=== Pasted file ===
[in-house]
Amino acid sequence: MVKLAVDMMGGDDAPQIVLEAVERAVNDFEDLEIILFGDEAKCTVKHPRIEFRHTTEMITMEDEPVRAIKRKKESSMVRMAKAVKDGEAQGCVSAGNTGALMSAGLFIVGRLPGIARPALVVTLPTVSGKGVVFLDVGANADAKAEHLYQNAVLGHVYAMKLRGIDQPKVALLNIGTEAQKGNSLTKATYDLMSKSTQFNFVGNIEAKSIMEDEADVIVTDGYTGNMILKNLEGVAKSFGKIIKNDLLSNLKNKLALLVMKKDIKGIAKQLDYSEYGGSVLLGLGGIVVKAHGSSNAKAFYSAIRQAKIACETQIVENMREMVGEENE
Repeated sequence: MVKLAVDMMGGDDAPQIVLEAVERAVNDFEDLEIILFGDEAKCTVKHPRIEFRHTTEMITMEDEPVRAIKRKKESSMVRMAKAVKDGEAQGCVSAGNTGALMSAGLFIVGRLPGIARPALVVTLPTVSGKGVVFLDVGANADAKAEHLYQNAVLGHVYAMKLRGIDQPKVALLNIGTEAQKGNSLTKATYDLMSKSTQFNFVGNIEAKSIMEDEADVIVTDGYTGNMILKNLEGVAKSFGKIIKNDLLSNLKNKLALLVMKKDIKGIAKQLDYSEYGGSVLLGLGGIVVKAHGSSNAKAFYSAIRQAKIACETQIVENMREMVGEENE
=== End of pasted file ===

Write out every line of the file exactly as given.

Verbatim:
[in-house]
Amino acid sequence: MVKLAVDMMGGDDAPQIVLEAVERAVNDFEDLEIILFGDEAKCTVKHPRIEFRHTTEMITMEDEPVRAIKRKKESSMVRMAKAVKDGEAQGCVSAGNTGALMSAGLFIVGRLPGIARPALVVTLPTVSGKGVVFLDVGANADAKAEHLYQNAVLGHVYAMKLRGIDQPKVALLNIGTEAQKGNSLTKATYDLMSKSTQFNFVGNIEAKSIMEDEADVIVTDGYTGNMILKNLEGVAKSFGKIIKNDLLSNLKNKLALLVMKKDIKGIAKQLDYSEYGGSVLLGLGGIVVKAHGSSNAKAFYSAIRQAKIACETQIVENMREMVGEENE
Repeated sequence: MVKLAVDMMGGDDAPQIVLEAVERAVNDFEDLEIILFGDEAKCTVKHPRIEFRHTTEMITMEDEPVRAIKRKKESSMVRMAKAVKDGEAQGCVSAGNTGALMSAGLFIVGRLPGIARPALVVTLPTVSGKGVVFLDVGANADAKAEHLYQNAVLGHVYAMKLRGIDQPKVALLNIGTEAQKGNSLTKATYDLMSKSTQFNFVGNIEAKSIMEDEADVIVTDGYTGNMILKNLEGVAKSFGKIIKNDLLSNLKNKLALLVMKKDIKGIAKQLDYSEYGGSVLLGLGGIVVKAHGSSNAKAFYSAIRQAKIACETQIVENMREMVGEENE